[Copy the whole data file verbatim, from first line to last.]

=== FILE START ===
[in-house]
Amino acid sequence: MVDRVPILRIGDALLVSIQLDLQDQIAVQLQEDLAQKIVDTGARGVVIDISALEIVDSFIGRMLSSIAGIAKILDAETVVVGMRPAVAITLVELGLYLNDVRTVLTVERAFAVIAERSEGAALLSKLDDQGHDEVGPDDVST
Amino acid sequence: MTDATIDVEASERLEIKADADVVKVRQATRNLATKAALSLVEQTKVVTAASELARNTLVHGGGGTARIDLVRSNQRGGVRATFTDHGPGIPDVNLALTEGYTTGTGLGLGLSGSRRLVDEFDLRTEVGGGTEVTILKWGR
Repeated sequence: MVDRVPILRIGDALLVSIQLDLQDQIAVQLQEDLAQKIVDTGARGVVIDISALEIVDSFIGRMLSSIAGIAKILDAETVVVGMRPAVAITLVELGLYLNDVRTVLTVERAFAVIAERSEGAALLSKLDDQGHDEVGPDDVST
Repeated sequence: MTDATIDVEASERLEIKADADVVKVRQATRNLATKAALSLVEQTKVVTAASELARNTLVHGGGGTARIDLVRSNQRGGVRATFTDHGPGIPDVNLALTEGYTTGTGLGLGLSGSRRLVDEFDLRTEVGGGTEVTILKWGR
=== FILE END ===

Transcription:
[in-house]
Amino acid sequence: MVDRVPILRIGDALLVSIQLDLQDQIAVQLQEDLAQKIVDTGARGVVIDISALEIVDSFIGRMLSSIAGIAKILDAETVVVGMRPAVAITLVELGLYLNDVRTVLTVERAFAVIAERSEGAALLSKLDDQGHDEVGPDDVST
Amino acid sequence: MTDATIDVEASERLEIKADADVVKVRQATRNLATKAALSLVEQTKVVTAASELARNTLVHGGGGTARIDLVRSNQRGGVRATFTDHGPGIPDVNLALTEGYTTGTGLGLGLSGSRRLVDEFDLRTEVGGGTEVTILKWGR
Repeated sequence: MVDRVPILRIGDALLVSIQLDLQDQIAVQLQEDLAQKIVDTGARGVVIDISALEIVDSFIGRMLSSIAGIAKILDAETVVVGMRPAVAITLVELGLYLNDVRTVLTVERAFAVIAERSEGAALLSKLDDQGHDEVGPDDVST
Repeated sequence: MTDATIDVEASERLEIKADADVVKVRQATRNLATKAALSLVEQTKVVTAASELARNTLVHGGGGTARIDLVRSNQRGGVRATFTDHGPGIPDVNLALTEGYTTGTGLGLGLSGSRRLVDEFDLRTEVGGGTEVTILKWGR